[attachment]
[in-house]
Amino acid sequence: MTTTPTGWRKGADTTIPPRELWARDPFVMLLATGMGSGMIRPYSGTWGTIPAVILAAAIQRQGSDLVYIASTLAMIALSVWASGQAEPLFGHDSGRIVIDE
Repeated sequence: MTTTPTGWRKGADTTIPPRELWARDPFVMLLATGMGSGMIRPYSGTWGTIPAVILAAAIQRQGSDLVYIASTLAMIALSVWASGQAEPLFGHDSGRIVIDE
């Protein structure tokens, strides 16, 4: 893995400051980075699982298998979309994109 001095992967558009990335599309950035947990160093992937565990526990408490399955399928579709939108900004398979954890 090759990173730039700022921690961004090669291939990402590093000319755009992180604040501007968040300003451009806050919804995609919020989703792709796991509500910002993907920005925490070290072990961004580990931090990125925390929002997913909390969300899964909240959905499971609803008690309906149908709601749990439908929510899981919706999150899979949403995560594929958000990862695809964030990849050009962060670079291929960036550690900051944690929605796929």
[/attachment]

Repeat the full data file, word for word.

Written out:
[in-house]
Amino acid sequence: MTTTPTGWRKGADTTIPPRELWARDPFVMLLATGMGSGMIRPYSGTWGTIPAVILAAAIQRQGSDLVYIASTLAMIALSVWASGQAEPLFGHDSGRIVIDE
Repeated sequence: MTTTPTGWRKGADTTIPPRELWARDPFVMLLATGMGSGMIRPYSGTWGTIPAVILAAAIQRQGSDLVYIASTLAMIALSVWASGQAEPLFGHDSGRIVIDE
């Protein structure tokens, strides 16, 4: 893995400051980075699982298998979309994109 001095992967558009990335599309950035947990160093992937565990526990408490399955399928579709939108900004398979954890 090759990173730039700022921690961004090669291939990402590093000319755009992180604040501007968040300003451009806050919804995609919020989703792709796991509500910002993907920005925490070290072990961004580990931090990125925390929002997913909390969300899964909240959905499971609803008690309906149908709601749990439908929510899981919706999150899979949403995560594929958000990862695809964030990849050009962060670079291929960036550690900051944690929605796929």